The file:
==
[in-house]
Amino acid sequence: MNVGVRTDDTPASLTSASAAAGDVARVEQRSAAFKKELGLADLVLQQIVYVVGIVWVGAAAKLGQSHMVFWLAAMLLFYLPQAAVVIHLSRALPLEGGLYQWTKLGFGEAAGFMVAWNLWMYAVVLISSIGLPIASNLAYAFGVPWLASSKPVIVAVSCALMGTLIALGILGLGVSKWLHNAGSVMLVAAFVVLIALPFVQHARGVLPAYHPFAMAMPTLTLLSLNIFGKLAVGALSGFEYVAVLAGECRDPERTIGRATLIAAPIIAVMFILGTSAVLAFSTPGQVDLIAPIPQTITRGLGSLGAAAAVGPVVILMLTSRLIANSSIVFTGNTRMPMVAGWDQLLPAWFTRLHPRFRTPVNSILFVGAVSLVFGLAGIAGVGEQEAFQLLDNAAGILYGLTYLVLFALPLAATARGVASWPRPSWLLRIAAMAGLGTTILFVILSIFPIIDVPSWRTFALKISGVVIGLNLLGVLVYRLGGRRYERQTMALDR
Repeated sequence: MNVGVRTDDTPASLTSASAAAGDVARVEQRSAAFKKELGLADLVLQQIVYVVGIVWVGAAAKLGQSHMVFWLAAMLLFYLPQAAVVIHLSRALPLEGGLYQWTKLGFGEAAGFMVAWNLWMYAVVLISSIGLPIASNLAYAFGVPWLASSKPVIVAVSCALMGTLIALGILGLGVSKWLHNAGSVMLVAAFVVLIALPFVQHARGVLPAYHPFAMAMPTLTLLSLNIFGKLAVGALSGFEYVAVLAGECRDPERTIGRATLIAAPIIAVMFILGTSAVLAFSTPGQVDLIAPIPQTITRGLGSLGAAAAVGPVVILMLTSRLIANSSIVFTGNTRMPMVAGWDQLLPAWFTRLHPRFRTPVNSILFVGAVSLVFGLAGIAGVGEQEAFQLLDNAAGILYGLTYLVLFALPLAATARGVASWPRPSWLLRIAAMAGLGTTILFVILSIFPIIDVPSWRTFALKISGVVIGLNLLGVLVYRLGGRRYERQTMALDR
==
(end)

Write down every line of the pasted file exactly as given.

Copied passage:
[in-house]
Amino acid sequence: MNVGVRTDDTPASLTSASAAAGDVARVEQRSAAFKKELGLADLVLQQIVYVVGIVWVGAAAKLGQSHMVFWLAAMLLFYLPQAAVVIHLSRALPLEGGLYQWTKLGFGEAAGFMVAWNLWMYAVVLISSIGLPIASNLAYAFGVPWLASSKPVIVAVSCALMGTLIALGILGLGVSKWLHNAGSVMLVAAFVVLIALPFVQHARGVLPAYHPFAMAMPTLTLLSLNIFGKLAVGALSGFEYVAVLAGECRDPERTIGRATLIAAPIIAVMFILGTSAVLAFSTPGQVDLIAPIPQTITRGLGSLGAAAAVGPVVILMLTSRLIANSSIVFTGNTRMPMVAGWDQLLPAWFTRLHPRFRTPVNSILFVGAVSLVFGLAGIAGVGEQEAFQLLDNAAGILYGLTYLVLFALPLAATARGVASWPRPSWLLRIAAMAGLGTTILFVILSIFPIIDVPSWRTFALKISGVVIGLNLLGVLVYRLGGRRYERQTMALDR
Repeated sequence: MNVGVRTDDTPASLTSASAAAGDVARVEQRSAAFKKELGLADLVLQQIVYVVGIVWVGAAAKLGQSHMVFWLAAMLLFYLPQAAVVIHLSRALPLEGGLYQWTKLGFGEAAGFMVAWNLWMYAVVLISSIGLPIASNLAYAFGVPWLASSKPVIVAVSCALMGTLIALGILGLGVSKWLHNAGSVMLVAAFVVLIALPFVQHARGVLPAYHPFAMAMPTLTLLSLNIFGKLAVGALSGFEYVAVLAGECRDPERTIGRATLIAAPIIAVMFILGTSAVLAFSTPGQVDLIAPIPQTITRGLGSLGAAAAVGPVVILMLTSRLIANSSIVFTGNTRMPMVAGWDQLLPAWFTRLHPRFRTPVNSILFVGAVSLVFGLAGIAGVGEQEAFQLLDNAAGILYGLTYLVLFALPLAATARGVASWPRPSWLLRIAAMAGLGTTILFVILSIFPIIDVPSWRTFALKISGVVIGLNLLGVLVYRLGGRRYERQTMALDR